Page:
As I re-emerge into the world of breaking news and the neverending scandals in the field of writing and journalism (and boy, am I happy to be back), I feel like I can begin to comment somewhat more competently on the whole Ann Coulter debacle.
Friday afternoon, I enjoyed a great discussion with a colleague on
- the legitimacy of Ann Coulter’s statements specifically about the 9/11 widows and
- her presentation of those statements, both in print and subsequently with the media.
Our discussion began from her reaction to what Ann had said about the 9/11 widows, calling them witches and money-hungry widows…I told her that I had to reserve judgment until I researched the story more. Basically, what I gleaned from news snips and our own conversation was that Ann Coulter believed it to be unfair that the 9/11 widows could hide safely from attack behind the emotional barrier surrounding them simply because their spouses were killed in the tragedy. Coulter’s point, I believe, was this: Don’t throw yourself out there to become political forces and then duck back into the emotional green zone every time somebody questions your arguments/cause.
On the surface, I can see Coulter’s point if this is the issue. My colleague believes it is okay to use appeal to emotion in an argument, and I don’t disagree. I do believe, however, that the use of that appeal to emotion is then fair game to refute if the other party decides to put it on the table. This, I believe, is what Coulter was attempting to do.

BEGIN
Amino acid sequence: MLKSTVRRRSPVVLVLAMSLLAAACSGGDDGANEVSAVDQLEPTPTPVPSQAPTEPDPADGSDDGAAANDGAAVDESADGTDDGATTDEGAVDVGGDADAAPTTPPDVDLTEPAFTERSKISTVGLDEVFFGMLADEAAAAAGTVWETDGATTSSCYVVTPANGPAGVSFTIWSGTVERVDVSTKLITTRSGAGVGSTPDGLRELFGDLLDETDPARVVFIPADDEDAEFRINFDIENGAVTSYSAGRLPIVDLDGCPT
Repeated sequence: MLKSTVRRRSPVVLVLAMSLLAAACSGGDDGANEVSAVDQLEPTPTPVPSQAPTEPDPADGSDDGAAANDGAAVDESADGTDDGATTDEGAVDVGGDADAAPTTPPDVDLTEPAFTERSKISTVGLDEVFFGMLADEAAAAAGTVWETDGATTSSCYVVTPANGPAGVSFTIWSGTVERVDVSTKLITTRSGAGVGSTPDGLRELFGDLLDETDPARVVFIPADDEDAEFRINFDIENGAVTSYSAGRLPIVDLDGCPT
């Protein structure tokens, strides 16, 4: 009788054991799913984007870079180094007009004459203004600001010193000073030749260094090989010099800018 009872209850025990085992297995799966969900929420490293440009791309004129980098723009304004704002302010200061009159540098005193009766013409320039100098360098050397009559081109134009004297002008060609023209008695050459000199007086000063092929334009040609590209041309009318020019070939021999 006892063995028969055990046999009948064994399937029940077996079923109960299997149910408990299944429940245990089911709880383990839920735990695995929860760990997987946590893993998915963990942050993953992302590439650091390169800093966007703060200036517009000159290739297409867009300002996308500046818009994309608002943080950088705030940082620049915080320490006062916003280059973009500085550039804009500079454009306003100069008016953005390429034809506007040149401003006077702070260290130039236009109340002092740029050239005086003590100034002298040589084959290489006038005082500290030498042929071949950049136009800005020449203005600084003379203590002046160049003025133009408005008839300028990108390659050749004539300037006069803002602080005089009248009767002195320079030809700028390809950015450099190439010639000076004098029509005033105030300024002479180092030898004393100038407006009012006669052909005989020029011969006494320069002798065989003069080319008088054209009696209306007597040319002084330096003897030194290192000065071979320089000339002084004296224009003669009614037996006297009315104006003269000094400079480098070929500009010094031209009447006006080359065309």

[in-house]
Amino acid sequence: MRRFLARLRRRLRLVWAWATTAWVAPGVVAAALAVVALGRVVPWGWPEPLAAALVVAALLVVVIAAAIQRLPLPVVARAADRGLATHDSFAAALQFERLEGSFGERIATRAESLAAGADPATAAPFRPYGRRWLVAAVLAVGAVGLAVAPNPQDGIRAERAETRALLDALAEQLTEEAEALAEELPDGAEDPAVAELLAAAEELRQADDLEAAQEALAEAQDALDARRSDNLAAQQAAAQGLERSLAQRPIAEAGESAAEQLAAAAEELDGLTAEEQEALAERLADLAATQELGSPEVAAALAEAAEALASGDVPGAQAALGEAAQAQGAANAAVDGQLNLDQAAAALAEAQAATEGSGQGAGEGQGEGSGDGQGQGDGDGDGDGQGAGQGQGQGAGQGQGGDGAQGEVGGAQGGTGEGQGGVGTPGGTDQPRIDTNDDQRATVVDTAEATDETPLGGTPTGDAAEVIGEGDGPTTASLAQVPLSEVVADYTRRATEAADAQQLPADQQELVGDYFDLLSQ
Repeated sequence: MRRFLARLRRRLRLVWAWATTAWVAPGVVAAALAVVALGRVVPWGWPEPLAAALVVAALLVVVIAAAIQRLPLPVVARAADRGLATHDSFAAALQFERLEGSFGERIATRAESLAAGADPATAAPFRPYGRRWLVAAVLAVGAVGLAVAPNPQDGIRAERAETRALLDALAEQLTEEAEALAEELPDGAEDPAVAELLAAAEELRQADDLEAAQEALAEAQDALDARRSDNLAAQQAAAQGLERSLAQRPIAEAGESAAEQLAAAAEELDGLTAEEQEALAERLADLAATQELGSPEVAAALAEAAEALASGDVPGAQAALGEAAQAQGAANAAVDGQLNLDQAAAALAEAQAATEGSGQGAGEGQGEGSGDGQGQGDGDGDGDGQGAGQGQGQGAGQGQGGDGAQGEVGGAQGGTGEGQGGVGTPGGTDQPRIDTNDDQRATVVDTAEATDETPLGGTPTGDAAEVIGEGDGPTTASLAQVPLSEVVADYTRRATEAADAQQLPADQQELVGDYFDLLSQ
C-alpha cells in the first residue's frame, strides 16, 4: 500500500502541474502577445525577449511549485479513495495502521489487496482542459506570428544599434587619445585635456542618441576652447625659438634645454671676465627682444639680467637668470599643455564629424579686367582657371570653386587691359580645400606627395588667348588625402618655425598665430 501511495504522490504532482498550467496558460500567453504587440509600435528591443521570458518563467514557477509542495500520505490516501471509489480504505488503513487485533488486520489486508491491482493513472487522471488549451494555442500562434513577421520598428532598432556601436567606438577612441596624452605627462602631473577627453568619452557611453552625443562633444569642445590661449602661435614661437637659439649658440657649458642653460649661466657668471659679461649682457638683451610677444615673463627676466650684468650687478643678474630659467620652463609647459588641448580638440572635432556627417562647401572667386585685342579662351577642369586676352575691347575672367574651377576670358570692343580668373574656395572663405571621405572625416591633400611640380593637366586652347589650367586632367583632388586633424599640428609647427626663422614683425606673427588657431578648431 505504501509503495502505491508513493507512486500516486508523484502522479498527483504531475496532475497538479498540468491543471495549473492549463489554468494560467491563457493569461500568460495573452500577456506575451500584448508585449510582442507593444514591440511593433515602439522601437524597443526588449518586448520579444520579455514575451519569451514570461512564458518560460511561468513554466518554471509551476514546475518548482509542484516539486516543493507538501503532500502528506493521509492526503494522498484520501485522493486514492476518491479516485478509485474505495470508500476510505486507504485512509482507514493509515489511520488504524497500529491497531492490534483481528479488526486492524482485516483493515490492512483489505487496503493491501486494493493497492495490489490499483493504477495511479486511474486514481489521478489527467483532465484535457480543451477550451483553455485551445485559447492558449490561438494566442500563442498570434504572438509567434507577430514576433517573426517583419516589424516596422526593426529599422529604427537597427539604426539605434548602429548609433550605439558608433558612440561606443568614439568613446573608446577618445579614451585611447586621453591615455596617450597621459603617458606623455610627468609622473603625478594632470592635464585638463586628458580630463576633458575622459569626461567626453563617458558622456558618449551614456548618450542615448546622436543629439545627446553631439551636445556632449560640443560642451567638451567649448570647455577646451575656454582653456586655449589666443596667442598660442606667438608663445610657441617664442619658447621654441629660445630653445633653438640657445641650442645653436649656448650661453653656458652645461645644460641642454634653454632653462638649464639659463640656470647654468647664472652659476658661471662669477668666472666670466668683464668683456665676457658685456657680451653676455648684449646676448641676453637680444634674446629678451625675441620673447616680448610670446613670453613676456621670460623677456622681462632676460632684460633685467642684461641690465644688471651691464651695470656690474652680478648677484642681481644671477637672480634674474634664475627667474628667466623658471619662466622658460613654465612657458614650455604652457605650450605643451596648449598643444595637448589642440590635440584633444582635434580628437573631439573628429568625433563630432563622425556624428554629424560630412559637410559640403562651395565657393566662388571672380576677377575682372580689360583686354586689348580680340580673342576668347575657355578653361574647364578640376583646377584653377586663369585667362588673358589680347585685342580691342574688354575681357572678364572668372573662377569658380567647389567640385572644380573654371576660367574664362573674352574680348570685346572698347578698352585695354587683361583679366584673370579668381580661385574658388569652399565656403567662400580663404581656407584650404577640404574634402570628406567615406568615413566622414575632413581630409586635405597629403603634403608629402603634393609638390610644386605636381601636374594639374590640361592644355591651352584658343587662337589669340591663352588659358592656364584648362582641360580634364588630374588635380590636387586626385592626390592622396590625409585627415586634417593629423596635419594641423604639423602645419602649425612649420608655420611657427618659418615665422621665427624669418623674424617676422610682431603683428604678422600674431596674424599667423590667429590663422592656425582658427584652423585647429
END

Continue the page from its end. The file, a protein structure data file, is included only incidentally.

The problem with Ann, though, is that she is so rude and sarcastic that the argument jumps the tracks entirely, and we are left with Matt Lauer specials filled with questions that focus on what Ann was thinking when she wrote such outrageous statements, instead of focusing on the reasoning behind her original claims that the 9/11 widows shouldn’t be able to hide behind the emotional curtain.
The other problem with Ann is this:
First, the 9/11 widows use appeal to emotion to have their arguments heard.
Second, Ann Coulter responds with her own appeal to emotion slanders.
Third, Matt Lauer and others respond to Coulter’s appeal to emotion to have her arguments heard.
Fourth (and here’s the point): When Matt Lauer informs her that they never told her that she can’t respond to them, Coulter says, “Look, you’re getting testy with me.”
And that’s it, right there. Ann, the problem with you is you always want the last punch. You need to be able to play by the same rules that you complain others don’t play by. If the gloves are off with using appeal to emotion, suck it up and keep the train on the tracks. We’re all more interested in the battles fought on the field rather than those fought hiding behind any kind of barrier…
By the way, the 9/11 widows responded formally to Coulter’s claims. and their statement is reprinted here (it first appeared at crooksandliars.com). ….
We did not choose to become widowed on September 11, 2001. The attack, which tore our families apart and destroyed our former lives, caused us to ask some serious questions regarding the systems that our country has in place to protect its citizens.
Through our constant research, we came to learn how the protocols were supposed to have worked. Thus, we asked for an independent commission to investigate the loopholes which obviously existed and allowed us to be so utterly vulnerable to terrorists. Our only motivation ever was to make our Nation safer. Could we learn from this tragedy so that it would not be repeated?